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Learning from the mushrooms

“I believe that mycelium is the neurological network of nature...(that infuses) habitats with information-sharing membranes...(that are) aware, react to change, and collectively have the long-term health of the host environment in mind.” [Paul Stamets, Mycelium Running: How Mushrooms Can Help Save the World]

The premise of Biomimicry (or as we prefer, bio-inspiration) is that humans can learn so much from the incredibly long history, experience and learned techniques of the other species that inhabit this planet with us. Rather than dominate what we, incorrectly, call “nature,” we, at MycoMesh, believe that all of us should treat non-human species as co-habitants, “neighbors” if you will, who have much to teach us. Every aspect of the mycoPLACES Ecosystem reflects a combination of bio-inspiration and human experience.

Probably the longest-lived of those other species is the mycelium, known to us commonly as the mushroom family. As the mycologist and author, Paul Stamets put it in his book, Mycelium Running, “There are more species of fungi, bacteria, and protozoa in a single scoop of soil than there are species of plants and vertebrate animals in all of North America. And of these, fungi are the grand recyclers of our planet, the mycomagicians disassembling large organic molecules into simpler forms, which in turn nourish other members of the ecological community. Fungi are the interface organisms between life and death.”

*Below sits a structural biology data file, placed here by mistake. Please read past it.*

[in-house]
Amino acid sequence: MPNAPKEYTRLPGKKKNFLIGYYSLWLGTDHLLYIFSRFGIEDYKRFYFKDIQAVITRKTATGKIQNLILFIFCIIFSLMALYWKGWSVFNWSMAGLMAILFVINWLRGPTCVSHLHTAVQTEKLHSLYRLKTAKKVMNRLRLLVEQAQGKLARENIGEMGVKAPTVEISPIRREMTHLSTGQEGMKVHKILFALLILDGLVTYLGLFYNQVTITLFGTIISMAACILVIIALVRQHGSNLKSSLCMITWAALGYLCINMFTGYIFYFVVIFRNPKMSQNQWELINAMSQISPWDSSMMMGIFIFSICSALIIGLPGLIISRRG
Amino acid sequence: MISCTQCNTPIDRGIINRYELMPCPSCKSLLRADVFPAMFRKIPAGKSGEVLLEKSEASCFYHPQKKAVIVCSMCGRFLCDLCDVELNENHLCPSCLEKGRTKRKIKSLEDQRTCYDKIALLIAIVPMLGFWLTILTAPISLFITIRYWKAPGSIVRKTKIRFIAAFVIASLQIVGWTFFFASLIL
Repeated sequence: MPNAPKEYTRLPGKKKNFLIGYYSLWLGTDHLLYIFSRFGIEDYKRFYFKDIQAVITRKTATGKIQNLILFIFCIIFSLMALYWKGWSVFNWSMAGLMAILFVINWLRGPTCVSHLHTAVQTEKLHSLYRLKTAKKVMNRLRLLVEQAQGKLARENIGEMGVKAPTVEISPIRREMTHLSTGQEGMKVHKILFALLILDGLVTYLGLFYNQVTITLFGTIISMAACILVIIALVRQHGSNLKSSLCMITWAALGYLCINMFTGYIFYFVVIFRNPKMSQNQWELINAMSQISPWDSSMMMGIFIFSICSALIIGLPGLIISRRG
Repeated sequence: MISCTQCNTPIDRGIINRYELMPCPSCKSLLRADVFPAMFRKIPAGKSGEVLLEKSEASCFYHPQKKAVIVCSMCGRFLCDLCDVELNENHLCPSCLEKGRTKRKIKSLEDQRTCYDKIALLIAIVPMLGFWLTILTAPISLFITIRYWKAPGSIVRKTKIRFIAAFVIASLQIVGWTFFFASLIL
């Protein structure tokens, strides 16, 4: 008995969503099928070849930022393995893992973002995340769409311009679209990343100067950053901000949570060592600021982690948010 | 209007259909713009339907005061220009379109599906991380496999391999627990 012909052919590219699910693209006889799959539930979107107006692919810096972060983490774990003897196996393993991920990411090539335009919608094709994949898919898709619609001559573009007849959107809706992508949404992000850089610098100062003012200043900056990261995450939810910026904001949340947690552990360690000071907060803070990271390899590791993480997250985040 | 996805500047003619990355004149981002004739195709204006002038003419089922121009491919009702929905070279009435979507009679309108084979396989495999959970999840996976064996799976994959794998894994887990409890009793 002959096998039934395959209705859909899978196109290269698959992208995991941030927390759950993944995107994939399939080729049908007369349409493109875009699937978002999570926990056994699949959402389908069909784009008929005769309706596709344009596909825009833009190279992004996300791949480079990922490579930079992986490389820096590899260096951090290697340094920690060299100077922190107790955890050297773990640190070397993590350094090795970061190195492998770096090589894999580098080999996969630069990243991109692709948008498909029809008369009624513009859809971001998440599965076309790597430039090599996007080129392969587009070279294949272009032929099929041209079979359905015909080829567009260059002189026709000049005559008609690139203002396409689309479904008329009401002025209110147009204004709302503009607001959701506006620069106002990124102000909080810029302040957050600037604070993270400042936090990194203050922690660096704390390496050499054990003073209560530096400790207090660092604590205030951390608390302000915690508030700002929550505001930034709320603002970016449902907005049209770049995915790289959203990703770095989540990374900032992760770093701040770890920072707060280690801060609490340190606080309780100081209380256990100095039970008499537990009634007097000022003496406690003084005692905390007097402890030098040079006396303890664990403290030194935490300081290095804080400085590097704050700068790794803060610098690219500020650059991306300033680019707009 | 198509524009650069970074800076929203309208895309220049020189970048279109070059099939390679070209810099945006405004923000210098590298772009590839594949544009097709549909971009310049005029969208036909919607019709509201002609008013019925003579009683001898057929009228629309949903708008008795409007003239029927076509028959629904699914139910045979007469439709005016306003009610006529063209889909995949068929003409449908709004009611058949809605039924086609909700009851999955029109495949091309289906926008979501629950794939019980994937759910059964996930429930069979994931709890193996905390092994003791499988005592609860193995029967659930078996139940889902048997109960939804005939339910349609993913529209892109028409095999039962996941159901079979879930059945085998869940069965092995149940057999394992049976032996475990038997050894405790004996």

For MycoMesh, Stamets' insightful thoughts on the architecture of mycelium were particularly striking and useful as we developed our model for places and spaces and ad-hoc cooperation and collaboration. As he said,

“Nature tends to build upon its successes. The mycelial archetype can be seen throughout the universe: in the patterns of hurricanes, dark matter, and the Internet. The similarity in form to mycelium may not be merely a coincidence. Biological systems are influenced by the laws of physics, and it may be that mycelia exploit the natural momentum of matter, just like salmon take advantage of the tides. The architecture of mycelium resembles patterns predicted in string theory, and astrophysicists theorize that the most energy-conserving forms in the universe will be organized as threads of matterenergy. The arrangement of these strings resembles the architecture of mycelium…

When the Internet was designed, its weblike structure maximized the pooling of data and computational power while minimizing critical points upon which the system is dependent. I believe that the structure of the Internet is simply an archetypal form, the inevitable consequence of a previously proven evolutionary model, which is also seen in the human brain; diagrams of computer networks bear resemblance to both mycelium and neurological arrays in the mammalian brain (see figures 3 and 4). Our understanding of information networks in their many forms will lead to a quantum leap in human computational power (Bebber et al. 2007)."

Stamets also warns about the human inclination to be “ecological disrupters," and against the wanton destruction of our life-support ecosystems. Instead he suggests that it is the time to “ensure the future of our planet and our species by partnering, or running, with mycelium.” We suggest reading his fascinating book and forming your own opinions on his diagnosis and prescription.

In the meanwhile, we find mycelium to be a powerful ecological metaphor for humans to use to re-envision places and spaces that not only exist in harmony with other species on our planet, but also enable and support human local and global action, collaboration and community. Using this powerful metaphor puts us back in partnership with the rest of the planet while still empowering and enabling humans.

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